Must be time to get the mail. Something to do away from the computer. No, I will not step into the stupid filthy plastic shoes that never wear out. Not this time. Why haven’t I thrown them away? (We know.) The better ones I have to tug and pull at to get the elastic over my heel, but they hold more dignity. The sole supports a man. Up the rocky driveway into the sun, hand shielding my eyes. There it is again, the ninety-mile view, even from the community mailbox listing ten degrees to port. It leans at least that much from when someone hit it with a truck, but the Ranchos Post Office let it be. You bent it, you keep it—except I wasn’t there.
Not much in the box. My dead mother still gets junk mail, though. It’s been two and a half years. No, she will not “come back” to Consumer Reports or enter your sweepstakes. We are so far past that.
Speaking of Arizona, two days ago I mailed some money to the one they left behind, something I’ve been holding for him so he doesn’t smoke it, shoot it up, or have it taken by whoever owns the phone he used to call me. Just wanted some, not much, not nearly the whole thing. I could tell he wasn’t alone and probably in trouble. I asked what happened with the biopsy last month, since he never told me. Turns out he still doesn’t know yet, or maybe this is something else. I can’t keep track, he doesn’t fill in blanks, but I can feel the fear. He thinks the V.A. doc will tell him next week he has cancer in his lungs. The two of us watched the old man die that way and I mean watched…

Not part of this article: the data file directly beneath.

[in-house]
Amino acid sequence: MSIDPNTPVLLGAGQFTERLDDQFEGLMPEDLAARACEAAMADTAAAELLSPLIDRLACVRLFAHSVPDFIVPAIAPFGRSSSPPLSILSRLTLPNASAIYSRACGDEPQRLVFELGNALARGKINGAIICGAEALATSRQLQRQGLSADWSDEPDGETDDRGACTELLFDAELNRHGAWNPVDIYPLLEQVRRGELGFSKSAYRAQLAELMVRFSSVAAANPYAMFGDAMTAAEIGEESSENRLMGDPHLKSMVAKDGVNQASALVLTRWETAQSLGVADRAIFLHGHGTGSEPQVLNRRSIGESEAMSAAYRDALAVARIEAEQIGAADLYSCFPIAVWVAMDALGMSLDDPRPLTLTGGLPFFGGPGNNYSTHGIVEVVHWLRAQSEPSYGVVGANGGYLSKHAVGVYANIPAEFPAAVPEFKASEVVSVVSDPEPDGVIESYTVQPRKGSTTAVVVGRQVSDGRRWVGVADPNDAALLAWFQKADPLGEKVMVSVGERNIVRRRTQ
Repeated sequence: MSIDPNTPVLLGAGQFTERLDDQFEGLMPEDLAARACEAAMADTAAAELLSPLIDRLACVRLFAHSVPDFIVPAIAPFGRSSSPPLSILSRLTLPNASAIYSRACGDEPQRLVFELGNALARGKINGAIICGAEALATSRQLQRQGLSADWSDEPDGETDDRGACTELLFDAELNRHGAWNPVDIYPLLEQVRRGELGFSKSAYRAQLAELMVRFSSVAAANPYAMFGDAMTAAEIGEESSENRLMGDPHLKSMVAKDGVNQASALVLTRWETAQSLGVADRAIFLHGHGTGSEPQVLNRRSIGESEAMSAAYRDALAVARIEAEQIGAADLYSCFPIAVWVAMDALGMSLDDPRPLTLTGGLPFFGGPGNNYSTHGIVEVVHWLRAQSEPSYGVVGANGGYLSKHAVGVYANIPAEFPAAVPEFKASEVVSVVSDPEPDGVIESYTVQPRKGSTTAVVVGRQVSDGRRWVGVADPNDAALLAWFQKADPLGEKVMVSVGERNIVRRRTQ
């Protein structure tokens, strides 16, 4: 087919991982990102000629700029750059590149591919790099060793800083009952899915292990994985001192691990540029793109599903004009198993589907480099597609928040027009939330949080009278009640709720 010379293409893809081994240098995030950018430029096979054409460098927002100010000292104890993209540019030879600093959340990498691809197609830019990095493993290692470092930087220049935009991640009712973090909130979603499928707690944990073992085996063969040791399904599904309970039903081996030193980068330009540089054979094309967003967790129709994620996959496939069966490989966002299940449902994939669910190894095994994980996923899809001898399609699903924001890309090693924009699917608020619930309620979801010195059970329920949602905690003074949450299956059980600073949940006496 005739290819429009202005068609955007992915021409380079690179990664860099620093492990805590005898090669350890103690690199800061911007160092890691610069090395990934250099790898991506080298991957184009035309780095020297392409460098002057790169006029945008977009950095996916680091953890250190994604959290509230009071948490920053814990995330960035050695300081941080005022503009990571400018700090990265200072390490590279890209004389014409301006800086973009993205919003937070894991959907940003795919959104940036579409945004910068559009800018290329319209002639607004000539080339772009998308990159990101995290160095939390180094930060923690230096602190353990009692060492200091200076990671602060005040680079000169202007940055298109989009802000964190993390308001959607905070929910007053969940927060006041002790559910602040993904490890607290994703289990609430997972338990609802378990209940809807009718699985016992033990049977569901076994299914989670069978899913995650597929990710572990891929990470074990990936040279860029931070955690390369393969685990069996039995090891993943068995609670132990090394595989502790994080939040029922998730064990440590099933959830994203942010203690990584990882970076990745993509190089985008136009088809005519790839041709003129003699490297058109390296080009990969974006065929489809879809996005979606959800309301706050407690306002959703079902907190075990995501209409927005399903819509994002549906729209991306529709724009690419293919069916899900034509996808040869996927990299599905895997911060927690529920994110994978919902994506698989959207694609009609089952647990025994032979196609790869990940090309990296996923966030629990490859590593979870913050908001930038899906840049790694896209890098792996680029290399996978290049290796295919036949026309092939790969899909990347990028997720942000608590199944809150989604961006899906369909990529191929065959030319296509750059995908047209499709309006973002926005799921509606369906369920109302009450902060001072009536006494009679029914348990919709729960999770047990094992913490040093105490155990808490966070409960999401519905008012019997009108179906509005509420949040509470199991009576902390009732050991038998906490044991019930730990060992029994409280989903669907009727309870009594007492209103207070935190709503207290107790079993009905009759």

I don’t have to make up stories. Look at where I am. Look at who I am! And all those years I fought it. I know why this exists. I understand.
The other night it got to me, however. Everything, the way that does. “I don’t know what to do,” I said, locked in total tension. And yet, there was no crisis. Nothing real or physical, just things like the prospect of the winter as I built the second fire of the season. The thought of hanging wet clothes on a rack beside the stove another umpteen billion years. Brittle as a stick. Dark as early night.
“The only thing that counts is being happy,” she said. “Being happy now.”
What a perfect partner, and I told her so. Still no answers, but the questions stopped. She put on new pajamas and pranced around to try on clothes for Sunday. Her bare feet hardly touched the floor. I gazed up from my chair and saw the color on her neck and face and arms that looked so perfect with the blue. (She always covers up outside, but here that’s not enough.) New Mexico has done you well, I thought, but kept it to myself.
I ain’t as stupid as I look.